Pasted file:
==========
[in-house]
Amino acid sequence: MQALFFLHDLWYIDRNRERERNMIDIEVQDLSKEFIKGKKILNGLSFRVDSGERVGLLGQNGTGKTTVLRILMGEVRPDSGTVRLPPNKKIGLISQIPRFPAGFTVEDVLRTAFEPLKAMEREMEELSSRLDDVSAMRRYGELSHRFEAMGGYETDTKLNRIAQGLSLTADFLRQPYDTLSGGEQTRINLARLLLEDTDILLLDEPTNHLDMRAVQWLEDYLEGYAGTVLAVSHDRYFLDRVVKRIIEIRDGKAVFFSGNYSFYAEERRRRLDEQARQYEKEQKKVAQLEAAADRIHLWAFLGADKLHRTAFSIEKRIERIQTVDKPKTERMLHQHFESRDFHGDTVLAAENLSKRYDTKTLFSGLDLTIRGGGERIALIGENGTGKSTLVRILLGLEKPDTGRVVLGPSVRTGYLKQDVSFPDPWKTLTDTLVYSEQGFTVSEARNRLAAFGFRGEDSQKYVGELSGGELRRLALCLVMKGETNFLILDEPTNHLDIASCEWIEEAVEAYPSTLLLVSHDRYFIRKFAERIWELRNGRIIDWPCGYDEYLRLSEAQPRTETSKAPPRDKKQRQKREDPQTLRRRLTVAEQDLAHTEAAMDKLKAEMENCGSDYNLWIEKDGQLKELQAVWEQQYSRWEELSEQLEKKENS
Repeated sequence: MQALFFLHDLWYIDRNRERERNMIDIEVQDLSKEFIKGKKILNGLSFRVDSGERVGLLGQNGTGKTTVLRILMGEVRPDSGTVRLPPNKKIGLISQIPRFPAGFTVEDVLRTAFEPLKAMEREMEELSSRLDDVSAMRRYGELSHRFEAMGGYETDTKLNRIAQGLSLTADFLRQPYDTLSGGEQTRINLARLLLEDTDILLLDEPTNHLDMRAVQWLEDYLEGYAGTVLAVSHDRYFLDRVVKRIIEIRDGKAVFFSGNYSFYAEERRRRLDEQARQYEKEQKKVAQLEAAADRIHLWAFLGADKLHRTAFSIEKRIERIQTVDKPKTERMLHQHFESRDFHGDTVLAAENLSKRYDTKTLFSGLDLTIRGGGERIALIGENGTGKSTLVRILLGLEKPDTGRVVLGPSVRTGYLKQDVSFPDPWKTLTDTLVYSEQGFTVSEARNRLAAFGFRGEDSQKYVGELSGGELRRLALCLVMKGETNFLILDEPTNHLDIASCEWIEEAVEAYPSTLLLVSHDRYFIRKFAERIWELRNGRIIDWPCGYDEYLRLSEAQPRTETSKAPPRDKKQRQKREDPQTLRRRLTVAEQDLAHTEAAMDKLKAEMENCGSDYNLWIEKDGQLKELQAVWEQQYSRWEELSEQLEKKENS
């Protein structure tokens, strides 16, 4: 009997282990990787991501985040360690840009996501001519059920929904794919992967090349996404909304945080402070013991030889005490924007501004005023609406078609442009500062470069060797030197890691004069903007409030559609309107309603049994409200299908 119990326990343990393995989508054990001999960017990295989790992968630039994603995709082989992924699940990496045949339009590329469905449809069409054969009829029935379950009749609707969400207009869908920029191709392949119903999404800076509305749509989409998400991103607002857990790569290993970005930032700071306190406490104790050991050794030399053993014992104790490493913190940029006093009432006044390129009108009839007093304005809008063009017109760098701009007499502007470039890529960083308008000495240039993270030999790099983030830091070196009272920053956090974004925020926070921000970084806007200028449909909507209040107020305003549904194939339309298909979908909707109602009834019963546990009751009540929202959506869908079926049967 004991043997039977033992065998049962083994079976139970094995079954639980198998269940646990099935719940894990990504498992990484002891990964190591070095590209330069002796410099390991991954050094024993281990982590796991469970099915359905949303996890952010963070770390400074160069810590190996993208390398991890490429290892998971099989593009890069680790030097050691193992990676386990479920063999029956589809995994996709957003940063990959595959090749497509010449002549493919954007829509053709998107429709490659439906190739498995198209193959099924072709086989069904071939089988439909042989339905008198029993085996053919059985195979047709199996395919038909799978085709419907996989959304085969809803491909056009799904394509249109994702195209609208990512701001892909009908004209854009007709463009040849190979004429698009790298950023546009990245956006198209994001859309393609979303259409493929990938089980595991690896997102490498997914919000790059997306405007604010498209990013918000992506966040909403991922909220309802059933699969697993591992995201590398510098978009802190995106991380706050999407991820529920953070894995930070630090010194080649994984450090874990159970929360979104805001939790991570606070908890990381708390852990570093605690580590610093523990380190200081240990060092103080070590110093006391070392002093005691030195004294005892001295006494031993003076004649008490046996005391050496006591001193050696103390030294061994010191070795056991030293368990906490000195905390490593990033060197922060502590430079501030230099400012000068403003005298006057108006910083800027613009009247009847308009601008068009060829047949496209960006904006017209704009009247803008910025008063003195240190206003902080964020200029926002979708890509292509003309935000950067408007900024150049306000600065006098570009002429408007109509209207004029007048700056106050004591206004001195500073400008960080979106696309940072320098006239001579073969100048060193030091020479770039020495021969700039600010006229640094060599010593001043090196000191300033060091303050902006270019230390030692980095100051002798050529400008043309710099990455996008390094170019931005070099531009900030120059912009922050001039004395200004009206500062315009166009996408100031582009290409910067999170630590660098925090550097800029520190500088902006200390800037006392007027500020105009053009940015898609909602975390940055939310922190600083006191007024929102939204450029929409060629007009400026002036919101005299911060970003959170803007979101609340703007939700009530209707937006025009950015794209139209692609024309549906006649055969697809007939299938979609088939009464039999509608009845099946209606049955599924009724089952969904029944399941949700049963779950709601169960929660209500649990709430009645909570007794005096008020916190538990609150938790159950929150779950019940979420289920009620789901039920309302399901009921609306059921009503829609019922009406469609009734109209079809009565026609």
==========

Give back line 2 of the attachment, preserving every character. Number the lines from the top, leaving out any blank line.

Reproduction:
Amino acid sequence: MQALFFLHDLWYIDRNRERERNMIDIEVQDLSKEFIKGKKILNGLSFRVDSGERVGLLGQNGTGKTTVLRILMGEVRPDSGTVRLPPNKKIGLISQIPRFPAGFTVEDVLRTAFEPLKAMEREMEELSSRLDDVSAMRRYGELSHRFEAMGGYETDTKLNRIAQGLSLTADFLRQPYDTLSGGEQTRINLARLLLEDTDILLLDEPTNHLDMRAVQWLEDYLEGYAGTVLAVSHDRYFLDRVVKRIIEIRDGKAVFFSGNYSFYAEERRRRLDEQARQYEKEQKKVAQLEAAADRIHLWAFLGADKLHRTAFSIEKRIERIQTVDKPKTERMLHQHFESRDFHGDTVLAAENLSKRYDTKTLFSGLDLTIRGGGERIALIGENGTGKSTLVRILLGLEKPDTGRVVLGPSVRTGYLKQDVSFPDPWKTLTDTLVYSEQGFTVSEARNRLAAFGFRGEDSQKYVGELSGGELRRLALCLVMKGETNFLILDEPTNHLDIASCEWIEEAVEAYPSTLLLVSHDRYFIRKFAERIWELRNGRIIDWPCGYDEYLRLSEAQPRTETSKAPPRDKKQRQKREDPQTLRRRLTVAEQDLAHTEAAMDKLKAEMENCGSDYNLWIEKDGQLKELQAVWEQQYSRWEELSEQLEKKENS